On the face of it, it is not much of a tragedy. A young classical actor promises greatness but is diverted from his path by the lure of easy money and vulgar fame. He ends up in unhappy affluence with his nervy, high-maintenance wife, his great voice now marinated in alcohol. Yet Eugene O’Neill made one of the great twentieth-century tragedies from such a figure: James Tyrone in Long Day’s Journey Into Night.
Richard Burton would have made a great James Tyrone, and the public, which had become used to reading his private life into his performances, would have flocked to see him. Like O’Neill’s father James, the model for James Tyrone, Burton was a dark-haired beautiful boy with a wide face and a richly powerful voice.
Both came from obscure poverty and from the so-called Celtic fringes of the United Kingdom: Tyrone from Ireland, Burton from Wales. Both emerged suddenly and forcefully as actors with the vocal command and physical presence that would allow them to define the great Shakespeare roles for a new generation. Both succumbed to the lures of enormous wealth and inordinate fame. Tyrone’s trap was the endless money to be made from repeating his turn as Edmond Dantès in The Count of Monte Cristo, Burton’s the flood of Hollywood dollars that sprang from the equally long-running melodrama of his partnership with Elizabeth Taylor. For both men, critics developed an almost identical narrative, a secular version of the Garden of Eden. They ate the apple of temptation and were expelled from the paradise of great art.
Of James O’Neill, the real Tyrone, it was written that “he is reaping the pecuniary profit of his business sagacity, but it is at the cost of art.” Richard Burton noted in his intermittent but extensive diaries his weariness of the perennial question from hack journalists: “Have you sold your soul to the films for the sake of filthy lucre?” In June 1970, when he is forty-four, he writes:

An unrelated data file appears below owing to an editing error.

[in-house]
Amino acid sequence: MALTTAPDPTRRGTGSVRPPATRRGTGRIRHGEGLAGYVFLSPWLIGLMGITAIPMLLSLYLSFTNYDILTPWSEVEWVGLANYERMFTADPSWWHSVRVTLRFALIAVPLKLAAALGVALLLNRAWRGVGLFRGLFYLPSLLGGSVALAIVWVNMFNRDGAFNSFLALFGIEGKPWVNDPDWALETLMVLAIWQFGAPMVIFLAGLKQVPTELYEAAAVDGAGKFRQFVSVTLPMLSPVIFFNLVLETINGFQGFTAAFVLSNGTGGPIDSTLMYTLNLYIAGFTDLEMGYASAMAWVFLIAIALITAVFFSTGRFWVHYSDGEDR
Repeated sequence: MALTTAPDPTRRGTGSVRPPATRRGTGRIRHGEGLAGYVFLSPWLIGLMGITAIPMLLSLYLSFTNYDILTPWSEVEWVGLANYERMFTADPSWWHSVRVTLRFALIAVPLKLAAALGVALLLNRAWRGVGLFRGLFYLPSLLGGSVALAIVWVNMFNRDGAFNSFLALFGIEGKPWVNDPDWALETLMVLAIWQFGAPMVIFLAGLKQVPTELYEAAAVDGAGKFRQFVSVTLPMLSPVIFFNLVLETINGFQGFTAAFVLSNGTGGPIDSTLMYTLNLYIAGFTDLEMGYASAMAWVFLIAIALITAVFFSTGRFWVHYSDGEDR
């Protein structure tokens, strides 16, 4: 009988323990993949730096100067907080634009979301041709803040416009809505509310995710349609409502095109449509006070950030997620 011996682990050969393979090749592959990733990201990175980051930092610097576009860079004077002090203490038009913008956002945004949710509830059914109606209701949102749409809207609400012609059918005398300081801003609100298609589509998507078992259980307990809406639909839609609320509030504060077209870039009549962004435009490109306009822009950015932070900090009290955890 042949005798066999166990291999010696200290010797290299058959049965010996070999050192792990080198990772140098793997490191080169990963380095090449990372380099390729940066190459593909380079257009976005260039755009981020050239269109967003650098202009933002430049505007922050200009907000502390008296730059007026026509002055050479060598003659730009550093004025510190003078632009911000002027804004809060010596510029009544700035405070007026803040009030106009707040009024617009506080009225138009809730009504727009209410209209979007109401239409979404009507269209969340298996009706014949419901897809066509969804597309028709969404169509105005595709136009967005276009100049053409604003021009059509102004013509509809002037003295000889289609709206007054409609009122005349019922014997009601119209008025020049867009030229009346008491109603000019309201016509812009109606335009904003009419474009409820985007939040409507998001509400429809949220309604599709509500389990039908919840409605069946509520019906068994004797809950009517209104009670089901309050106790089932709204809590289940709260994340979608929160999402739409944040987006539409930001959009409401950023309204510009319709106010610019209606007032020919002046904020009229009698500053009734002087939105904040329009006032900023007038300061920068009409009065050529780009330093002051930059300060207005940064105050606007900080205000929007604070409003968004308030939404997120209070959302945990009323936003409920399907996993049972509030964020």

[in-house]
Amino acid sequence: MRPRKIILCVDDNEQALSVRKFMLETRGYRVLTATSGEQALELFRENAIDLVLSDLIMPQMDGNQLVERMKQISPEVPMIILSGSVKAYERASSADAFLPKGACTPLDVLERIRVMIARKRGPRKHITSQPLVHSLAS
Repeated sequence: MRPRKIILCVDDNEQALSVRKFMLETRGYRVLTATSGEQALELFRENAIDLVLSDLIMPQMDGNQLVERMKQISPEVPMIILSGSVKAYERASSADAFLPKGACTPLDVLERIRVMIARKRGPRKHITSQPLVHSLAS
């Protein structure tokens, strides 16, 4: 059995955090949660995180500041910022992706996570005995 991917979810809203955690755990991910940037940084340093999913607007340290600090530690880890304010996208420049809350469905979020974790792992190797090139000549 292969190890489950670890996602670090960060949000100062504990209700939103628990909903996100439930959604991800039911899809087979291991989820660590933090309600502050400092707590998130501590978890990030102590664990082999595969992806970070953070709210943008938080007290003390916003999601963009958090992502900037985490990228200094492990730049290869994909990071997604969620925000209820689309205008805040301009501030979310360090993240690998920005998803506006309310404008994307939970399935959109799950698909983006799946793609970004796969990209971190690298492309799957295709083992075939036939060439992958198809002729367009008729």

Marvellous what the public and press will persuade themselves of. I have this marvellous reputation as an actor of incredible potential who has lazed his talent away. A reputation which I enjoy, but which I acquired even when I was at the Old Vic those many years ago.
The reference is to his hugely successful performances in Hamlet, Coriolanus, Henry V, and Othello in London between 1953 and 1956. Even when he was in his late twenties, he is suggesting, the mantle of James Tyrone was already being placed on his shoulders by critics and journalists. And as he writes elsewhere, “I wasn’t greatly taken with mantles.”
Burton noted in August 1971 that the moral tale of prostituted greatness is luridly attractive:
The press have been sounding the same note for many years—ever since I went to…
This article is available to subscribers only.
Please choose from one of the options below to access this article:
Purchase a print subscription (20 issues per year) and also receive online access to all articles published within the last five years.